Sunday, September 11, 2011

Look both ways, but cross the street

Dear Ittybit & Champ,

On this day ten years ago, at 8:57 a.m., I was sitting in my car in the parking lot of the newspaper's office. Stunned. The radio station had stopped regular programming to announce a plane had crashed into the World Trade Center in New York City. As I sat there, blinking at the announcer's voice streaming into my car, I thought a small plane had gone off course and struck the building. 

 I shut the car's engine off, ran upstairs and told the only other soul in the newsroom to turn on the television because a plane had hit one of the Twin Towers. When the picture faded in, we watched as a second plane hit the other tower.

Clearly, this was no accident.

I don't think I've ever been so stunned or uncertain or quiet in my life. I couldn't really absorb what was happening. It was all just rushing around me like waves of ice cold water.

The day went on like that, and the feeling continued into the next, and the next and the next. Whole months went by in a fog. 

Things changed. People were nicer to each other (for a time). We made decisions because of (rather than despite) the tragedy. In my case, the hopelessness I felt made marriage and children important where it hadn't been before. It made YOU important. 

Then time wore on and we found ourselves in a war that seems meaningless; a war on the crime of terrorism that is as "winable" as the decades-long war on drugs. We find our constitutional rights eroded, and we accept it as the price of safety. We have gone from a nation united in tragedy to one that is divided by ideology.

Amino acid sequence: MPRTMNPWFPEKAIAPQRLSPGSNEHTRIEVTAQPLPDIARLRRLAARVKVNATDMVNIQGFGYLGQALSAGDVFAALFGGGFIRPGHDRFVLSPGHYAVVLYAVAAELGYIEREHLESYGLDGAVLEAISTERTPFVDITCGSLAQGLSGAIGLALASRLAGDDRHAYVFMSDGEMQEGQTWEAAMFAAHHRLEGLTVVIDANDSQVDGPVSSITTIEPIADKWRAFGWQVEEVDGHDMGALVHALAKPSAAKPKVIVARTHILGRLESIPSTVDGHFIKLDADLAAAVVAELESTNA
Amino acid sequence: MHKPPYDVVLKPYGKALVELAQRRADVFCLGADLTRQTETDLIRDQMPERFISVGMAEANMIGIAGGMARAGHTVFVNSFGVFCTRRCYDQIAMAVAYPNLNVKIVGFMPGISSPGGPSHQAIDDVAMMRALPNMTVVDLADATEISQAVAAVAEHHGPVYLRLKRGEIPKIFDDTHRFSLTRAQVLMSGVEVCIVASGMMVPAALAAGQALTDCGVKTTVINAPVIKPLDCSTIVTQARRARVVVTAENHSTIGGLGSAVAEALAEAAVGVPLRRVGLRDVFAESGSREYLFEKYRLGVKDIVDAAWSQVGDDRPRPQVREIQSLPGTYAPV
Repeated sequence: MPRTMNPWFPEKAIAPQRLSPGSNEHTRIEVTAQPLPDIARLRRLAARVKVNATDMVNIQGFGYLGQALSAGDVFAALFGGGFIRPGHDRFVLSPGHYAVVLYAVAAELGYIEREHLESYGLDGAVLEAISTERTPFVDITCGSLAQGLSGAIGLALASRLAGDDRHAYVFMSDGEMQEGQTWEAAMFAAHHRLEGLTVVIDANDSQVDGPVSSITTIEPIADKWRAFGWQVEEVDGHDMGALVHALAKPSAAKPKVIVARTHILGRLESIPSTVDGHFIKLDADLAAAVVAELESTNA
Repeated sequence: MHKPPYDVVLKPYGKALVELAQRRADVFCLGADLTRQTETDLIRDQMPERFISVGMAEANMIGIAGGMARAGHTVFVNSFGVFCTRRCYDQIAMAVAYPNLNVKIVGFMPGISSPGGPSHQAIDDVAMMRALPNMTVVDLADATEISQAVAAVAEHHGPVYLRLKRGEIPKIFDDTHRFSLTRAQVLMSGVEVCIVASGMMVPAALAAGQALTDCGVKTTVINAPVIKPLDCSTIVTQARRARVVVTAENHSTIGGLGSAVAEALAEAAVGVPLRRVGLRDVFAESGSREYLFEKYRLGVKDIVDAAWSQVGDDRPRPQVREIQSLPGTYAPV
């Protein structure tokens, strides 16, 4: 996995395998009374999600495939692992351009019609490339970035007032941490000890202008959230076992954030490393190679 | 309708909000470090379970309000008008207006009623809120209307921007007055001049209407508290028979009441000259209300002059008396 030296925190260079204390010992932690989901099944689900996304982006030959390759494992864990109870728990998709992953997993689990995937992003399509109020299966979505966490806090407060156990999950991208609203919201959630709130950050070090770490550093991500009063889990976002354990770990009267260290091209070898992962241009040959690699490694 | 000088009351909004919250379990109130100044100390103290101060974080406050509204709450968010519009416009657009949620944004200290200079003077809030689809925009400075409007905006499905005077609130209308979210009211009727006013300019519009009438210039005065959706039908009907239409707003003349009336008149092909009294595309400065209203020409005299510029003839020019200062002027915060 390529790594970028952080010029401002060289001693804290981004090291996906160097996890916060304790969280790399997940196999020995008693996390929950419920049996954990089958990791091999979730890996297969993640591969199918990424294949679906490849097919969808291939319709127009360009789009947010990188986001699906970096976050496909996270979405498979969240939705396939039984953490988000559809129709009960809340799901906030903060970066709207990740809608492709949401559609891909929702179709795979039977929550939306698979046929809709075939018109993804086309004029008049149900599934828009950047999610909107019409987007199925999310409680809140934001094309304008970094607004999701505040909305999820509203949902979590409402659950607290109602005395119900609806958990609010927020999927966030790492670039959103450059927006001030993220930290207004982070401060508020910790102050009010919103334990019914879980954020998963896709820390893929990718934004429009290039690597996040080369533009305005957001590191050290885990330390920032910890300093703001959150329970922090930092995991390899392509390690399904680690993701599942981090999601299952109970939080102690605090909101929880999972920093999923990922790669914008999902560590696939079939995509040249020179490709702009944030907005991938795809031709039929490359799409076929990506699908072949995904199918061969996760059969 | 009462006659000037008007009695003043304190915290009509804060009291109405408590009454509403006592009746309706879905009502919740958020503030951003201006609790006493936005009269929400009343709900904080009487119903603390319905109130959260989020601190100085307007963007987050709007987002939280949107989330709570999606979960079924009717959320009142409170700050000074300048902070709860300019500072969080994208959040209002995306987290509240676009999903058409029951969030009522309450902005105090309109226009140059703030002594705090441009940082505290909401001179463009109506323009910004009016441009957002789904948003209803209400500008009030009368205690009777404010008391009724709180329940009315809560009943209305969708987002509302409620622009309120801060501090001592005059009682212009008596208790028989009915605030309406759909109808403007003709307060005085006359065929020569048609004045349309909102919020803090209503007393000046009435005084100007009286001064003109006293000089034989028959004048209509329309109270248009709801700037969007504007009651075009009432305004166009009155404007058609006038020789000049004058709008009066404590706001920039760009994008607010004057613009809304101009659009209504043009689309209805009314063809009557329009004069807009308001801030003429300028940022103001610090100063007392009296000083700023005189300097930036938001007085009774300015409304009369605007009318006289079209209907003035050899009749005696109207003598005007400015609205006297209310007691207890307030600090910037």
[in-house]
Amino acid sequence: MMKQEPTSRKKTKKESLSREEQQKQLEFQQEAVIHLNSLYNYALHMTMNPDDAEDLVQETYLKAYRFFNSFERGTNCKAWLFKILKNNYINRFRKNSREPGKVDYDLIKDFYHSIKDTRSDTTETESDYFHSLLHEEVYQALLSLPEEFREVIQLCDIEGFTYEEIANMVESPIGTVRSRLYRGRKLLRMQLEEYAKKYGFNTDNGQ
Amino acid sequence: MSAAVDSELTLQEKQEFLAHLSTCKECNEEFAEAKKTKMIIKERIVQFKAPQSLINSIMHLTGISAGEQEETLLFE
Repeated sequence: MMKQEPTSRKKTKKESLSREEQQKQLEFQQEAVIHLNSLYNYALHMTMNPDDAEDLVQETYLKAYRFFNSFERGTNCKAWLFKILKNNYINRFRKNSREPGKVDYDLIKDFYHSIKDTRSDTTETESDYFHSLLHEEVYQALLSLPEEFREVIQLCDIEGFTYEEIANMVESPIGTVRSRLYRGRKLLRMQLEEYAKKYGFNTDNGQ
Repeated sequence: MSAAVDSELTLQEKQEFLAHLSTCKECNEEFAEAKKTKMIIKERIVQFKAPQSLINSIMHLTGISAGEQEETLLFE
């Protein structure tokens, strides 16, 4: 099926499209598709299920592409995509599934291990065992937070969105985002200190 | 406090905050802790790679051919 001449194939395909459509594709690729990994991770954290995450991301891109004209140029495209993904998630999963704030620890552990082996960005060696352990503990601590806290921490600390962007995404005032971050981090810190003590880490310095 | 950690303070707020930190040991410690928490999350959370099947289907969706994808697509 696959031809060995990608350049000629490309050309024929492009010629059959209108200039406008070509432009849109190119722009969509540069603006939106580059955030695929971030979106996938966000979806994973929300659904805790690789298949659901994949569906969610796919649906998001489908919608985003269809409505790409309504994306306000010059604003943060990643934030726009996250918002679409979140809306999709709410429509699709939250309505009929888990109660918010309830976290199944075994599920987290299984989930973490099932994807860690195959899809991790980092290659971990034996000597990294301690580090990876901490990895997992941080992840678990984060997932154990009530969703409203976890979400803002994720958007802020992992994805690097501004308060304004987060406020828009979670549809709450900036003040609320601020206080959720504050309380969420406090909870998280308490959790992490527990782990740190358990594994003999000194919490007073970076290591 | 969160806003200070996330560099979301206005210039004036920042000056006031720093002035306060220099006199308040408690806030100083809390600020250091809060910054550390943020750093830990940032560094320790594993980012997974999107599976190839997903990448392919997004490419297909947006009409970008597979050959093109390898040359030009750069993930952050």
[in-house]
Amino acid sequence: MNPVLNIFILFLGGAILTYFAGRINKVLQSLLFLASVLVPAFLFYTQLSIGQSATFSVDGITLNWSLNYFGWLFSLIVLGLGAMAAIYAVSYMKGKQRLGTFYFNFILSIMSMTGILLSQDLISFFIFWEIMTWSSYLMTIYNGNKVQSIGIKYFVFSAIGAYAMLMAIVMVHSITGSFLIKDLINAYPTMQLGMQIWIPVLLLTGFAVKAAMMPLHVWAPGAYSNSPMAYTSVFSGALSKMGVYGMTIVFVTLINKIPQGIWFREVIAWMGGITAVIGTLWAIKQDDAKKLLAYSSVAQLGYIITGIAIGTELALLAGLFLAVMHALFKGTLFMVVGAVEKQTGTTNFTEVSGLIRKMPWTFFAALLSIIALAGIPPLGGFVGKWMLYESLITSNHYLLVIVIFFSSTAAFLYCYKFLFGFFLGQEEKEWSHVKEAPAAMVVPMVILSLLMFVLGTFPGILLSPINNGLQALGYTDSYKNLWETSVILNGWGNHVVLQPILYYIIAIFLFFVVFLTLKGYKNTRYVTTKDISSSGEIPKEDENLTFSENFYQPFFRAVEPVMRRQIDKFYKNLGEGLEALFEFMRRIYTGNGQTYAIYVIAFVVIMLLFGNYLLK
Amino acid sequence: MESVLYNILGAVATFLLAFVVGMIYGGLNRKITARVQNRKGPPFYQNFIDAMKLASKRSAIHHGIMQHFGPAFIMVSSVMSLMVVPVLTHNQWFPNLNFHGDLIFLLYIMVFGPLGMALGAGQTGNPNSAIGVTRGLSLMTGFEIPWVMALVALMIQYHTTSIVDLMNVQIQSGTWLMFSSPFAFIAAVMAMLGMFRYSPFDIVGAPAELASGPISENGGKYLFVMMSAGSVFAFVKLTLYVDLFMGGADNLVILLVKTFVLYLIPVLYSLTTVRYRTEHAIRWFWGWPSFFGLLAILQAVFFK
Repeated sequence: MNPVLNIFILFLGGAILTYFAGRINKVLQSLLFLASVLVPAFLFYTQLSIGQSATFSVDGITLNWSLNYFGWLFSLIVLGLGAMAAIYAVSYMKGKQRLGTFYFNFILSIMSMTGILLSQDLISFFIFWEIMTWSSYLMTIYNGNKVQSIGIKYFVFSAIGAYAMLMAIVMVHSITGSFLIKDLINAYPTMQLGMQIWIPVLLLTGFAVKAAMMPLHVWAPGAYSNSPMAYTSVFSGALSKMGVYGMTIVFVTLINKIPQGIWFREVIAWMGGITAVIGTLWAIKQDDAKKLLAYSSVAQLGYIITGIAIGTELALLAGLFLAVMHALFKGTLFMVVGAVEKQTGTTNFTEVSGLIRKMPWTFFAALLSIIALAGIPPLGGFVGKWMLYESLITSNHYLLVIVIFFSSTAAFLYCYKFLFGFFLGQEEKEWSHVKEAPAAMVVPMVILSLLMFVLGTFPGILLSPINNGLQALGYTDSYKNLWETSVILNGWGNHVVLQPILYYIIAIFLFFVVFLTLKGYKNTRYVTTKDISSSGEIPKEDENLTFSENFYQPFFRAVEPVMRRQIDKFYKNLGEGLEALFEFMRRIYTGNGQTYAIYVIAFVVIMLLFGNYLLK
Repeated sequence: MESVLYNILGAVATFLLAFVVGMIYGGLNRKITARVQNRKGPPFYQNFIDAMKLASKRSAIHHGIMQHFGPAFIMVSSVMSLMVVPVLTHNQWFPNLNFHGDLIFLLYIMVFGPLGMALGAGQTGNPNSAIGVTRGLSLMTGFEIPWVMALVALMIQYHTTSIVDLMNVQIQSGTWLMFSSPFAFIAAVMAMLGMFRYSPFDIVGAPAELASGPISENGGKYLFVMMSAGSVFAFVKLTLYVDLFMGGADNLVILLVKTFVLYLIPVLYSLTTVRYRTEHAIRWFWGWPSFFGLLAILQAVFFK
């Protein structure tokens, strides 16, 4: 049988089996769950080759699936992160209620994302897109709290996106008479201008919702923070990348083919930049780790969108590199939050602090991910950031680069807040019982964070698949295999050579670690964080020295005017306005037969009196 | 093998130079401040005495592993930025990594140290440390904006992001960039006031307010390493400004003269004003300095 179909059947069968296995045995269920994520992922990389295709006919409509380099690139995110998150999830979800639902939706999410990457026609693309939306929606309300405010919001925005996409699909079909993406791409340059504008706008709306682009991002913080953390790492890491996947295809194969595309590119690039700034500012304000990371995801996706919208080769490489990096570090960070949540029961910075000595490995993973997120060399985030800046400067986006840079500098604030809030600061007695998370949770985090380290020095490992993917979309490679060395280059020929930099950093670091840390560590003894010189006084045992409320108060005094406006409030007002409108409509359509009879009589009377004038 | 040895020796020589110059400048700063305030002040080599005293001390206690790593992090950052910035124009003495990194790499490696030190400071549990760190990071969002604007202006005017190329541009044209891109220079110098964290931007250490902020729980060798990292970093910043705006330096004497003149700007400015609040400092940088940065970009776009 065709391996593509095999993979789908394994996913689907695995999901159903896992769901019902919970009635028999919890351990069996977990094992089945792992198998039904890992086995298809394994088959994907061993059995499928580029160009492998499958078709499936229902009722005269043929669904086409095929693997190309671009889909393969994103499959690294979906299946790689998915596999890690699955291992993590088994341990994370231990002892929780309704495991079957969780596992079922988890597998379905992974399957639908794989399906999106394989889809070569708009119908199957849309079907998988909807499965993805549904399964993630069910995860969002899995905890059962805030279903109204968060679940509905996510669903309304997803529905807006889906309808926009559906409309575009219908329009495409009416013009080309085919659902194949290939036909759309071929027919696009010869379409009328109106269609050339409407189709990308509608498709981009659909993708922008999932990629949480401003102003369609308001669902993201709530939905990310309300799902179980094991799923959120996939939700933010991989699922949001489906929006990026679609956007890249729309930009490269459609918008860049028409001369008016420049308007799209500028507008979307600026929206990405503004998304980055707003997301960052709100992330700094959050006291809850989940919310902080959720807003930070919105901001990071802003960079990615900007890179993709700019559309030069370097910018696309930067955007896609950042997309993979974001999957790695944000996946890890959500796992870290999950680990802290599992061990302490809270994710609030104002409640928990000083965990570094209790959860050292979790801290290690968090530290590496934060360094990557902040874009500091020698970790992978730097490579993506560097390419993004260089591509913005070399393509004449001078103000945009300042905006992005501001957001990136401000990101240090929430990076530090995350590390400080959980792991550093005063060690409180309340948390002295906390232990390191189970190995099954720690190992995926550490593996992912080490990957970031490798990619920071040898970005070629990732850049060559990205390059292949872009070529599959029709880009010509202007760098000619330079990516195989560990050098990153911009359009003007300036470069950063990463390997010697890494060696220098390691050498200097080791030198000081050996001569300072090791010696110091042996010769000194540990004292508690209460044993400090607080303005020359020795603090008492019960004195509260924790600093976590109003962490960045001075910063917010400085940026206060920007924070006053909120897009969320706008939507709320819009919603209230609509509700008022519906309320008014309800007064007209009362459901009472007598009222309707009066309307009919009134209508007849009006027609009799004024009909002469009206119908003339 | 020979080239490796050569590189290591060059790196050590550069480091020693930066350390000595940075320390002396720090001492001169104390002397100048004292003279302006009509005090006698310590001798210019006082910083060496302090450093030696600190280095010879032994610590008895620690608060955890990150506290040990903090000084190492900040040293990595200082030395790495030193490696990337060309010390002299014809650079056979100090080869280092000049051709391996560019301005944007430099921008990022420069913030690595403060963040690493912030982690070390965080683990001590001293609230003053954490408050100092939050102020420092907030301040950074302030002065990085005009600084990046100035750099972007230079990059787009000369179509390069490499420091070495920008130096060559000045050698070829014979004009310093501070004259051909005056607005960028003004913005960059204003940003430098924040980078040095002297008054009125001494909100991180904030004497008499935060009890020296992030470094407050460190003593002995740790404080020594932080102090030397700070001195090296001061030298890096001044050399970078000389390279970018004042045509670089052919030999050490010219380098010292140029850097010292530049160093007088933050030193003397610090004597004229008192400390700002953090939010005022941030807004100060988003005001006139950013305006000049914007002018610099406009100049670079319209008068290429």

Ittybit, you attended your first day of pre-school on the fifth year of this tragic anniversary. As I kissed you and watched you greet your teachers, I wondered what will you ultimately learn from this new milestone, school? I wondered what legacy we are handing you and your classmates?

Since the Champ came along we haven't spoken much about the events that in so many ways made you both possible. Made your father and I rethink what it was we were doing together. Playing house? Pretending to be adults? What was the purpose if not to raise children.

Getting married and having children wasn't an act of defiance. It wasn't a political statement. It was the understanding that the rest of our lives started right that very minute and it needed to count. It needed to be more than just us. 

Nevertheless, we have come to realize the world we brought you into has changed in ways we can hardly comprehend ourselves.

I know you cannot be safe. None of us can. And yet I am a part of this collective anxiety in which our bodies respond to Code Orange as if it had meaning other than to instill fear and loathing. I want to put it all into perspective, but the constant coverage of what-ifs and could-bes makes it difficult to remain calm. 

Home of the free? The brave? It doesn't feel like it much anymore.

Perhaps this is my cause, lovies. Something I want for you more than anything else. To realize our time here is brief and some of it will be tragic. There will be sadness for which we cannot prepare, and yet we have to be brave. To not give in to fear or hatred because it is likely to lead us down the wrong path. 

I want to tell you to take chances, my beauties. Play in the mud and the muck and the paint. Get dirty. I want you to learn how to talk to strangers. I want you to come to love them, even when they prove to be imperfect. I want you to be aware that you are not alone in this world. Look around and take it all in. Take precautions, too, but don't let them take over. Look both ways before you cross a street, but cross the street. 

And please, little ones, try to play nice, OK? 


1 comment:

Anonymous said...

Thanks Siobhan.